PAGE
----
Tuesday, July 30, 2013

1307.7658 (Daniel B. Larremore et al.)

Inhibition guarantees ceaseless cortex network dynamics    [PDF]

Daniel B. Larremore, Woodrow L. Shew, Shan Yu, Dietmar Plenz, Edward Ott, Francesco Sorrentino, Juan G. Restrepo
Proper function of diverse biological, social, and engineered networks requires a balance of competing influences. In the cerebral cortex, inhibitory neurons keep excitatory neurons in check and play a crucial role in sensory processing. Experiments suggest inhibition is required to maintain cortex network dynamics at the critical point of a phase transition at which neuronal avalanches occur, and further suggest criticality optimizes aspects of cortical information processing. We numerically and analytically investigate critical dynamics in a network model and discover a previously unappreciated consequence of inhibition: the greater the number of inhibitory nodes, the more likely network dynamics are to be intrinsically self-sustaining. In the cortex, ongoing intrinsic dynamics play a role in memory consolidation and learning. We identify critical avalanches and also predict an experimentally observable signature of criticality that we confirm with recordings from the cortex of two awake monkeys, suggesting inhibition confers both balance and ceaseless critical dynamics in the cortex.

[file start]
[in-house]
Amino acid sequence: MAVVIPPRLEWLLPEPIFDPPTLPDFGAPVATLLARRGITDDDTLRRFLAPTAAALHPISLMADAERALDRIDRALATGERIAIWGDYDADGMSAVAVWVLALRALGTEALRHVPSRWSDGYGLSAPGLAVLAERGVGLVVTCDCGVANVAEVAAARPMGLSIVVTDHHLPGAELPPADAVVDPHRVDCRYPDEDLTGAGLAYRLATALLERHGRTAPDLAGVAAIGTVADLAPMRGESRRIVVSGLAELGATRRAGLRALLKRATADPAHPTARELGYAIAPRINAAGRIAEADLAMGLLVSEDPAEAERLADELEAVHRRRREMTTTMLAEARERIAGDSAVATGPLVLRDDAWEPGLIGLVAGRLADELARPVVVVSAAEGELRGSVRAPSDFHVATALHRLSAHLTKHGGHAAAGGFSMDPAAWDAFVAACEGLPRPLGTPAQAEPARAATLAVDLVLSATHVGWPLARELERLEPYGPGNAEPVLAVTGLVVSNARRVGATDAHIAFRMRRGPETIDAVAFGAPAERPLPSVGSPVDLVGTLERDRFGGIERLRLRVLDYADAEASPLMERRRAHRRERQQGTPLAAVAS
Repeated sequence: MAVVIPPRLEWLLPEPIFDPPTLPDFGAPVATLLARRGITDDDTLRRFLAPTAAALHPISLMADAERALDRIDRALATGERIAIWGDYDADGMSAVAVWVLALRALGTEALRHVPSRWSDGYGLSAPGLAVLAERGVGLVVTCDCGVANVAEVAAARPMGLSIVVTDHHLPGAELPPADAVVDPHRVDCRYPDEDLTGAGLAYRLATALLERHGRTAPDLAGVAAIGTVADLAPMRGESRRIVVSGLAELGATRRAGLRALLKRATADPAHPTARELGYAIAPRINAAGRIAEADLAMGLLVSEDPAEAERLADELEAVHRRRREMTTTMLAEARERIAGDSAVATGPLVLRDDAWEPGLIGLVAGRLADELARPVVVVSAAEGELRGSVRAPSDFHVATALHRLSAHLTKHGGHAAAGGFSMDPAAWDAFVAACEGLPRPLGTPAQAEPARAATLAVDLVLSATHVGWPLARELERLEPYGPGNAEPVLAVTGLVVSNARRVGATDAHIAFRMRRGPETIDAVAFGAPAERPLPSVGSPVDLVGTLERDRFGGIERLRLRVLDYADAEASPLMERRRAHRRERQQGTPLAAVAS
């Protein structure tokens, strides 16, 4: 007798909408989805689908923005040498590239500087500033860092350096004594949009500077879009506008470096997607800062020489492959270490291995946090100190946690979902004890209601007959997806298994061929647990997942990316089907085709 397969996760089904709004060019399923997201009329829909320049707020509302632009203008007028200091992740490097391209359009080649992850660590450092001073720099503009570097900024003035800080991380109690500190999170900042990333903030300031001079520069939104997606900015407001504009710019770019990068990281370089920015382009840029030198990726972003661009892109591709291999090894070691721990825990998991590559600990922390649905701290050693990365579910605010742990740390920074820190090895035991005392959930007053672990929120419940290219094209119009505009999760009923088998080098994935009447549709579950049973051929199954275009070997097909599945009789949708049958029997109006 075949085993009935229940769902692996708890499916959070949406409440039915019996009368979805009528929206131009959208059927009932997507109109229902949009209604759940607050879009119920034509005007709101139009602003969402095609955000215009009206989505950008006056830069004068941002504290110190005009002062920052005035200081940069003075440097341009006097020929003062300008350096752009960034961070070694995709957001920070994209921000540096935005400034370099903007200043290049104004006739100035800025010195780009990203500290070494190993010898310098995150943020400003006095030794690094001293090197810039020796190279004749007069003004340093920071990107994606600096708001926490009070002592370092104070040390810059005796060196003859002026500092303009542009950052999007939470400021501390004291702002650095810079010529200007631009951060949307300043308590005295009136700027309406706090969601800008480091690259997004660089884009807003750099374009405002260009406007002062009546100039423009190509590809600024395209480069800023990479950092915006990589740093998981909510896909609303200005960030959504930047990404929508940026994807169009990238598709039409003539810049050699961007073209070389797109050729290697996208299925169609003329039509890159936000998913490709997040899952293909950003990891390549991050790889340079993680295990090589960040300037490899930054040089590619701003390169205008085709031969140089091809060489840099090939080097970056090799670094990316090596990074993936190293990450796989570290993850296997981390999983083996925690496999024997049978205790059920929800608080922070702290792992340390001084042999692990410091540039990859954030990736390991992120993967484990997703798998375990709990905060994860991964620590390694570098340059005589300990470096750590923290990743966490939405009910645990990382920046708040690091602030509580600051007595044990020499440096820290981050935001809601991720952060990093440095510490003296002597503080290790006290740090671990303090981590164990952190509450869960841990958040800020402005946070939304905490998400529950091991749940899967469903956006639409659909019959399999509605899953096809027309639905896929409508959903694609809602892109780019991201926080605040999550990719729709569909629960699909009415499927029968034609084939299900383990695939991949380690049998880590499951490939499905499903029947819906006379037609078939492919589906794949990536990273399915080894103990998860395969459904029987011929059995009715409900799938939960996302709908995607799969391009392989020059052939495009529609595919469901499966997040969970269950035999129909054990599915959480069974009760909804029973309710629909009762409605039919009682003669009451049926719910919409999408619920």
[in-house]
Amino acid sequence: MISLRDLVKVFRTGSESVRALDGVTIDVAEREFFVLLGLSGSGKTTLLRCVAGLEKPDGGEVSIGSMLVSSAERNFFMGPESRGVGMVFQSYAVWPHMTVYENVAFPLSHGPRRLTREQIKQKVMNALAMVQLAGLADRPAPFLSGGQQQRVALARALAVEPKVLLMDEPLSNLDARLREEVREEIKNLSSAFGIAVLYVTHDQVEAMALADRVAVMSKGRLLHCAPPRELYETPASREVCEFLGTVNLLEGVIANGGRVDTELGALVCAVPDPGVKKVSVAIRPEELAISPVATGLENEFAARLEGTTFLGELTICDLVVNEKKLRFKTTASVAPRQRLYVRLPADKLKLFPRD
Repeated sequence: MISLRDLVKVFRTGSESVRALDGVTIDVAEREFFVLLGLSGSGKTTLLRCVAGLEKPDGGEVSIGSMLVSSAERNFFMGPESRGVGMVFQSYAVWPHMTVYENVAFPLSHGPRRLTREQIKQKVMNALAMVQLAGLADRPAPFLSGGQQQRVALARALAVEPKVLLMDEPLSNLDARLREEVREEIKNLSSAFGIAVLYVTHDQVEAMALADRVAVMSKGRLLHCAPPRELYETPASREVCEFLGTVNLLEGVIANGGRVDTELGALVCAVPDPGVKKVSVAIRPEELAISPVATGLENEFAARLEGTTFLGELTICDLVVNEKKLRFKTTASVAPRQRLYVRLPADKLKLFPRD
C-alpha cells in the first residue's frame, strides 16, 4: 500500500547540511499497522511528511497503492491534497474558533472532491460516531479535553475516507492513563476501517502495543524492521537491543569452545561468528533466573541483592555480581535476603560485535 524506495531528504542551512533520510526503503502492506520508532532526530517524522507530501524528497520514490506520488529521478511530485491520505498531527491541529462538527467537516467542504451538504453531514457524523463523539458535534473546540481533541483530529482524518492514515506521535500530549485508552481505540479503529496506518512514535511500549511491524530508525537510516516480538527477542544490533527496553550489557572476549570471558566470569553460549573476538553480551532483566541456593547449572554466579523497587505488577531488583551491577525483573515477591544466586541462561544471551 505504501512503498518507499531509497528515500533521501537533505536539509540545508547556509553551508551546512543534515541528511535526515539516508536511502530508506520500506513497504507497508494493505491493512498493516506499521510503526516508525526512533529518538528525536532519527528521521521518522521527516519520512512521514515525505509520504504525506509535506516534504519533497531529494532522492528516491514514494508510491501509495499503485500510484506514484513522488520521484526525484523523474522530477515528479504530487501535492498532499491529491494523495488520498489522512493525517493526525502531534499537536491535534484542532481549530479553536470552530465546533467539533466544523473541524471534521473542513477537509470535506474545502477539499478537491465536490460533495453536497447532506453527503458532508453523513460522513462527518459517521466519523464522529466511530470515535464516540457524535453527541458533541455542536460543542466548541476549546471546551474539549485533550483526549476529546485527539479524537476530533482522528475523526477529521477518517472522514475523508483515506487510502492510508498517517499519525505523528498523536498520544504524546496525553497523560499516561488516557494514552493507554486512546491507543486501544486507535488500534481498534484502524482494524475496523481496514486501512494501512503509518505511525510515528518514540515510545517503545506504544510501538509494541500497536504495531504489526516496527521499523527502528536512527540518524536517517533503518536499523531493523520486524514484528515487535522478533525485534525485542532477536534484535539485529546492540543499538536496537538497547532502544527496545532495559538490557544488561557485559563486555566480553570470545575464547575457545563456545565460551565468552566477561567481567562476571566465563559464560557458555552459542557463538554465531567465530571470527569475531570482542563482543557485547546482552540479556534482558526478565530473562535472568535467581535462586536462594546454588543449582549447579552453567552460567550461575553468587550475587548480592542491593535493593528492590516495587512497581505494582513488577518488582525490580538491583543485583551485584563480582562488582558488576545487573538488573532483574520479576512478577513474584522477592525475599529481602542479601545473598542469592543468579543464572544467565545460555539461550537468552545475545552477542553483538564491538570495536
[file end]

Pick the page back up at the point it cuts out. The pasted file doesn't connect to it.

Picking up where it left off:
View original: http://arxiv.org/abs/1307.7658

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